The pitching had been knocked the entire year, but in the Big Ten Tournament, the pitching was one of the few things that held up. Instead, poor defense – something that had haunted Michigan all year – was too much to overcome, especially when its usually reliable hitting failed it in the pinch.

Michigan (30-27) saw its season come to an end on Saturday with a 3-2 loss to Penn State. Senior relief pitcher Tim Leveque took over a 1-1 tie in the top of the ninth from junior starter Bobby Garza, but his defense suffered. Fifth-year senior first baseman Mike Sokol committed a throwing error to third on a sacrifice bunt, and senior third baseman Brock Koman followed with a fielding error that allowed a run to score. Two unearned runs crossed in the inning.

“The young guys learned a valuable lesson, and that’s how important defense is,” junior catcher Jake Fox said.

Fox’s RBI single in the ninth brought the Wolverines to within one run, but Sokol struck out swinging to end the game and the season.

“Our hitting just wasn’t there,” Sokol said. “If we would have hit, we would have won no matter how well we played defense.”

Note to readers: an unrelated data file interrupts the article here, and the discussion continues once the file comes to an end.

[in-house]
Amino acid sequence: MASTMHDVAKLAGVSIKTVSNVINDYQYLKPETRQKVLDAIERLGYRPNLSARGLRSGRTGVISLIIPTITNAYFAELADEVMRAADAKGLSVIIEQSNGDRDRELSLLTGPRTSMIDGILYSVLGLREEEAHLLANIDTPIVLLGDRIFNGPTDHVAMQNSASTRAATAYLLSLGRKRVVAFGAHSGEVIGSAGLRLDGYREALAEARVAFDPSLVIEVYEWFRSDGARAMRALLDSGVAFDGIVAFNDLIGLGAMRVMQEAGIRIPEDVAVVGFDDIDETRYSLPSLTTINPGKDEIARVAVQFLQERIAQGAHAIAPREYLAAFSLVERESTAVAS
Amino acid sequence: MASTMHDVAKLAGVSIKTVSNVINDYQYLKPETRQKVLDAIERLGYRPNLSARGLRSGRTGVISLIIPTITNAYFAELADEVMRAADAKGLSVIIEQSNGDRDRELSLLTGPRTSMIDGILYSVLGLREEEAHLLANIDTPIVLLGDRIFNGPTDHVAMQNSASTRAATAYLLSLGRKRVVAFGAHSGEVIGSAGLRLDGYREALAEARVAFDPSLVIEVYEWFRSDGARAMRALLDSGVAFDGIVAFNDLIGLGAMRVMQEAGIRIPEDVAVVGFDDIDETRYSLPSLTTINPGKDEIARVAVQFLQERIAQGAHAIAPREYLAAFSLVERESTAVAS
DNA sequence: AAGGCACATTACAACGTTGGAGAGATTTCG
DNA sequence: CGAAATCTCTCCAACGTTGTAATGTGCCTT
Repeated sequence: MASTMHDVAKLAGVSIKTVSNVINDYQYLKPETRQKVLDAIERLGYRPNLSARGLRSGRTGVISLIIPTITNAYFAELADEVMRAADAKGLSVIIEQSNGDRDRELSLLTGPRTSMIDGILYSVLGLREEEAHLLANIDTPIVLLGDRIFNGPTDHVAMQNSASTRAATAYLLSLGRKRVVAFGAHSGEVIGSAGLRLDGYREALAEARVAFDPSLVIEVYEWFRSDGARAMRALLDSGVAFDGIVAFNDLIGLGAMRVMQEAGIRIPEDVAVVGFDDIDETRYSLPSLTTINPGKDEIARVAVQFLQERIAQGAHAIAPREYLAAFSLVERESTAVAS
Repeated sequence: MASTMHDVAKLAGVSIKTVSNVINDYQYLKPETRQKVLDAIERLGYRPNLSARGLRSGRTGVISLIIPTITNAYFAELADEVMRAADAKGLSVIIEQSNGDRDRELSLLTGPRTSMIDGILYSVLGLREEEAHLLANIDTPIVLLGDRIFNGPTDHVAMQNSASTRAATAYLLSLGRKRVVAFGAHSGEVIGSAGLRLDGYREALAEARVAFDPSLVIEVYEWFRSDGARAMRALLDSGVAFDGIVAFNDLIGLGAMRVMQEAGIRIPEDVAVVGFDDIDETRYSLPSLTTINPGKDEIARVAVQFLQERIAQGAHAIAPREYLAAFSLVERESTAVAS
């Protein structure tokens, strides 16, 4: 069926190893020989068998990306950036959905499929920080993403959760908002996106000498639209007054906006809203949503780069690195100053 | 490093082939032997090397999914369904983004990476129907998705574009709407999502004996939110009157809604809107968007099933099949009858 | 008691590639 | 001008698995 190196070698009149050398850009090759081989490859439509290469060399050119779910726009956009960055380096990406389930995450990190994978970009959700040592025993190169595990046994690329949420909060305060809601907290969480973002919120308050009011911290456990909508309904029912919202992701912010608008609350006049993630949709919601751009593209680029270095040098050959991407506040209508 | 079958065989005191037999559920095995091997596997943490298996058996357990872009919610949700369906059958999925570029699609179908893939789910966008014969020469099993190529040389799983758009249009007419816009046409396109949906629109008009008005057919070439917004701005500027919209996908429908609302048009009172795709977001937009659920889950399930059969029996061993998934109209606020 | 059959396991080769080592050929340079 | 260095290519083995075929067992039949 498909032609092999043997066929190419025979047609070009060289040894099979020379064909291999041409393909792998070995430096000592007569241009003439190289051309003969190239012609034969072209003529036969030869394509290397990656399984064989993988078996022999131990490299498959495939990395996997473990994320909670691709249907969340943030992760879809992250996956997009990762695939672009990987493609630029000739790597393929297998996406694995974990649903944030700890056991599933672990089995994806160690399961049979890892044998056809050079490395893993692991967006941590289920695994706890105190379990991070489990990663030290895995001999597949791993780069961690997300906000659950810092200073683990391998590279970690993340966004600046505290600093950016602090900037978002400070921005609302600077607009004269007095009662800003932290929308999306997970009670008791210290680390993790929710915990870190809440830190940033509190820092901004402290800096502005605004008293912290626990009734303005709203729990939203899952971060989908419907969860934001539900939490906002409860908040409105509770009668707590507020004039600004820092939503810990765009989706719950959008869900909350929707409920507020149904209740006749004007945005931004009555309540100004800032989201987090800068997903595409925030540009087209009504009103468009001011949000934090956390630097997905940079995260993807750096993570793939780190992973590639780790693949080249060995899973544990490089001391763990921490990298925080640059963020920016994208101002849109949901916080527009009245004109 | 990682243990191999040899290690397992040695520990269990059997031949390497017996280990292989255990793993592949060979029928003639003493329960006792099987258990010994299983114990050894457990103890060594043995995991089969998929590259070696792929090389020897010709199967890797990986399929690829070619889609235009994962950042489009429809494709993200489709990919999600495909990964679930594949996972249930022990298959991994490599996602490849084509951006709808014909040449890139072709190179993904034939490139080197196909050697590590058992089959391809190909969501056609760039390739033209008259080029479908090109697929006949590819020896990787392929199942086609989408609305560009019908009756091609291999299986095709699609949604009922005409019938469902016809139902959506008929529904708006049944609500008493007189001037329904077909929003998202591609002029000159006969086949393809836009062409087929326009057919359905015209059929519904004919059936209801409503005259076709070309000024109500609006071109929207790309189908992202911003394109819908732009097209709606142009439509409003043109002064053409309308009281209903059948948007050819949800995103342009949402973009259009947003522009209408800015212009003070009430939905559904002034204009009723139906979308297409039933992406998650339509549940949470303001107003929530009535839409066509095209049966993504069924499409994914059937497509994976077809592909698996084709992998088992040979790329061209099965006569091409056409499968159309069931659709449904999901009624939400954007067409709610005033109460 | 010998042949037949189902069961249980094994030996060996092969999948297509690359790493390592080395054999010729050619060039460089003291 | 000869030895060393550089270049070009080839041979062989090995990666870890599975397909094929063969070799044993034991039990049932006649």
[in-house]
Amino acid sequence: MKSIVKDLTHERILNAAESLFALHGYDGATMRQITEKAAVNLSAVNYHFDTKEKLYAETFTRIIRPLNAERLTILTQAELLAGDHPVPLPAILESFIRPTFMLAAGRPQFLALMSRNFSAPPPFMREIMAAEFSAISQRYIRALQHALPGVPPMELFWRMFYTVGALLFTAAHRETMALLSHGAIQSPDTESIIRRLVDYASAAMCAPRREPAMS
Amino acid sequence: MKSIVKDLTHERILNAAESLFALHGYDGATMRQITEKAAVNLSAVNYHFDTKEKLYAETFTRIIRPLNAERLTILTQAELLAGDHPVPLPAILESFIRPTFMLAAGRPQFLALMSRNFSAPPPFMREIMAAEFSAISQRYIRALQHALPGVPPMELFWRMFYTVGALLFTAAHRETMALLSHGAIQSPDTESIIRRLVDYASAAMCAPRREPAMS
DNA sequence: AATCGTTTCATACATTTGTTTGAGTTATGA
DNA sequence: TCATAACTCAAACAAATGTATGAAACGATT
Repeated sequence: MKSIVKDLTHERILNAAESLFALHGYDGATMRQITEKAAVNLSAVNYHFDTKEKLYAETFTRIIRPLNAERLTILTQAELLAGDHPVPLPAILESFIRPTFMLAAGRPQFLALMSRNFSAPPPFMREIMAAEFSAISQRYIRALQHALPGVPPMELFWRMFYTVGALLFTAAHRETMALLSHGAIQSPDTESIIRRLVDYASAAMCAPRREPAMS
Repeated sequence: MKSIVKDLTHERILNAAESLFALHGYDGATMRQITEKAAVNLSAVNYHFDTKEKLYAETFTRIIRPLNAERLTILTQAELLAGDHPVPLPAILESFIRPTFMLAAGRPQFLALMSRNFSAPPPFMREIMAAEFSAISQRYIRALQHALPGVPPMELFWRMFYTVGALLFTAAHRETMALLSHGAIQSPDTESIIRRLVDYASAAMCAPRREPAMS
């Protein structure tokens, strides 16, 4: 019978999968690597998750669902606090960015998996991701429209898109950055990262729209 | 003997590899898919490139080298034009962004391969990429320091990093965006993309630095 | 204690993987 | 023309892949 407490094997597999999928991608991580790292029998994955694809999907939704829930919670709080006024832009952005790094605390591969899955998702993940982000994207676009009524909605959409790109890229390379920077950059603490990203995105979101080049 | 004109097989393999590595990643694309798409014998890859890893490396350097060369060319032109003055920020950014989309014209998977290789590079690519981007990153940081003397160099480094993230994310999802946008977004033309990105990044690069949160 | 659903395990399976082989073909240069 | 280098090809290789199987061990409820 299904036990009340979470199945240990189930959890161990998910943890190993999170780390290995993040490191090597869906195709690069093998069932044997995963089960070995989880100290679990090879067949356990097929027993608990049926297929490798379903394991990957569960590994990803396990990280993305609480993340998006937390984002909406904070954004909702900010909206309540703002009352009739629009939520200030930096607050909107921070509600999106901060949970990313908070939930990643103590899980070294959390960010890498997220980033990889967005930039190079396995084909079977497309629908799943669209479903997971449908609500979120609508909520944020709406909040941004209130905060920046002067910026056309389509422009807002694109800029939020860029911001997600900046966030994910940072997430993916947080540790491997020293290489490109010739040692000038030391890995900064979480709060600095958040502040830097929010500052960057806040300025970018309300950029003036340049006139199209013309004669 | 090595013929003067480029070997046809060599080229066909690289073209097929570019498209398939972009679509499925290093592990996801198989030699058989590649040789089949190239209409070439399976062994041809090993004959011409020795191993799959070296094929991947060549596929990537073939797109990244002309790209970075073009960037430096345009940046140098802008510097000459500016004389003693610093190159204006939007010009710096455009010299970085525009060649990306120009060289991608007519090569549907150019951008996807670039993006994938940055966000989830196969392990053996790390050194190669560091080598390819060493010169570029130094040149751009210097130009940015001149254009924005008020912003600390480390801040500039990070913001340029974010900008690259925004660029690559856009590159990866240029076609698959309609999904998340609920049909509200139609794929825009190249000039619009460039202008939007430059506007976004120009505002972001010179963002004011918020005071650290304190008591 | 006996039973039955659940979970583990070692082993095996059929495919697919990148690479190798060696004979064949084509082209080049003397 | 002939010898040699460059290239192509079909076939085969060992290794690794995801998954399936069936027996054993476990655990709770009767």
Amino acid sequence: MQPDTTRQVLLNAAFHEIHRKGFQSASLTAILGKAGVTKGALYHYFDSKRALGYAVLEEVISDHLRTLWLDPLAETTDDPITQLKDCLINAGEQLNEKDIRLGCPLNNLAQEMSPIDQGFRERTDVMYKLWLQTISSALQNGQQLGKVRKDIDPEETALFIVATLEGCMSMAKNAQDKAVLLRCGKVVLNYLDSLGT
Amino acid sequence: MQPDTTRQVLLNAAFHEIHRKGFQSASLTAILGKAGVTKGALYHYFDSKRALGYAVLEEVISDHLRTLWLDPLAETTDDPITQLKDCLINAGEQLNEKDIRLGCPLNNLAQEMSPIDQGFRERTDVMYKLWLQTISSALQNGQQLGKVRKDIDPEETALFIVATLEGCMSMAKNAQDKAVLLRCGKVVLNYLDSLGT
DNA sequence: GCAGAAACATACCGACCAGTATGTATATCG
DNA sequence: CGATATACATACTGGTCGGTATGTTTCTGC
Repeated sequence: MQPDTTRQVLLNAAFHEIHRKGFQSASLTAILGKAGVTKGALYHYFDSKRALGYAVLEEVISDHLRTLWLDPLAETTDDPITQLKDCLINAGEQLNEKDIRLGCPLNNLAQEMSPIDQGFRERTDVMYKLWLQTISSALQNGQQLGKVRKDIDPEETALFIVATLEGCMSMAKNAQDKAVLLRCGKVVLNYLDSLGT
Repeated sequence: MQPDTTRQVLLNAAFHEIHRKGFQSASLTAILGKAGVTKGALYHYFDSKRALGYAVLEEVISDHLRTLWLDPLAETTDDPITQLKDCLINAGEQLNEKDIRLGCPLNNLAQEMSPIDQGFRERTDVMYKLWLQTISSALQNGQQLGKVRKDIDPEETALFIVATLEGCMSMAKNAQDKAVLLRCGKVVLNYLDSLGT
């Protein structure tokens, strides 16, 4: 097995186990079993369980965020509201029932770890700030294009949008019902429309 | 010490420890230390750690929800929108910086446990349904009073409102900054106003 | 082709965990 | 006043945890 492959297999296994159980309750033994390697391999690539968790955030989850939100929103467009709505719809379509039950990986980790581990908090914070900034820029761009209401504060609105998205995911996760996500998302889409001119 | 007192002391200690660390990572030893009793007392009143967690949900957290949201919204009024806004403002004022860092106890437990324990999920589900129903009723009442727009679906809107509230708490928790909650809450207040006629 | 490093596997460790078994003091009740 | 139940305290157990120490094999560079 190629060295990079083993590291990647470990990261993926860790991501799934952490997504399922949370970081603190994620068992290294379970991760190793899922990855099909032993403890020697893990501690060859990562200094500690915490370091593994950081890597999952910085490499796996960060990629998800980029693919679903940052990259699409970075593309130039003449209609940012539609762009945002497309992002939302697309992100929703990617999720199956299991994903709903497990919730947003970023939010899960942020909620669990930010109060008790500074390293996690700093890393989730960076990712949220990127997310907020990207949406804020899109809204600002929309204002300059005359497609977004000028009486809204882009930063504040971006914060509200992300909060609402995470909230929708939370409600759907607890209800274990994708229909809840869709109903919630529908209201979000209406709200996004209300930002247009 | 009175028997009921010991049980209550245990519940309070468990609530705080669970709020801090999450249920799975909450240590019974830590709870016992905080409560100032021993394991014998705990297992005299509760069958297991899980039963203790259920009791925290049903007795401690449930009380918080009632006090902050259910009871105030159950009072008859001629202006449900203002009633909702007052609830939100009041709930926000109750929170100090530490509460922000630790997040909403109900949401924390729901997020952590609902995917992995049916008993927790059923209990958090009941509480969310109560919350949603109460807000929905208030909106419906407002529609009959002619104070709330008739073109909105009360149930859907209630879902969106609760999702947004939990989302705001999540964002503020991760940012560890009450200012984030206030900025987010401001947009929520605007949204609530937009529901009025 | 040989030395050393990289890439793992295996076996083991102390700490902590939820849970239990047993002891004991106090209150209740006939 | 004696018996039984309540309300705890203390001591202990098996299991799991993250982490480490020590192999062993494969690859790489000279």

The loss to the Nittany Lions came off the heels of an emotional loss to Ohio State on Thursday and an unusual day off on Friday due to a revised tournament schedule.

Penn State’s second game was postponed on Thursday, and a scenario arose that would have forced it to play three games on Friday. Officials did not want to force it to play that many games, so the Wolverines waited until Saturday after being prepared the entire day to play.

“Sitting out was an unusual experience,” Michigan coach Rich Maloney said. “You sit in the stands thinking you might play and then realize you have to sit through the whole next game. It gives you an up and down kind of emotion that certainly didn’t play in our favor.”

Michigan suffered a tough 4-2 loss to Ohio State on Thursday.

“We came to play against Ohio State but it didn’t work out,” Sokol said. “Baseball is a very humbling game. We hit probably six to eight shots that were line drives right at somebody.”

The Wolverines never got back to the form seen in Wednesday’s 7-2 win over Indiana, in which Michigan’s 3-4-5 hitters had five RBIs. Michigan mustered just one rally against the Buckeyes in the eighth, with sophomore right fielder Matt Butler’s homerun. Fox later came up with the bases loaded, but hit into a double play. Sokol then grounded out.

“We had the right hitters up, we just didn’t get it done,” Maloney said. “The seniors may have put too much (pressure) on themselves to try to get it done because they knew it was their moment.”

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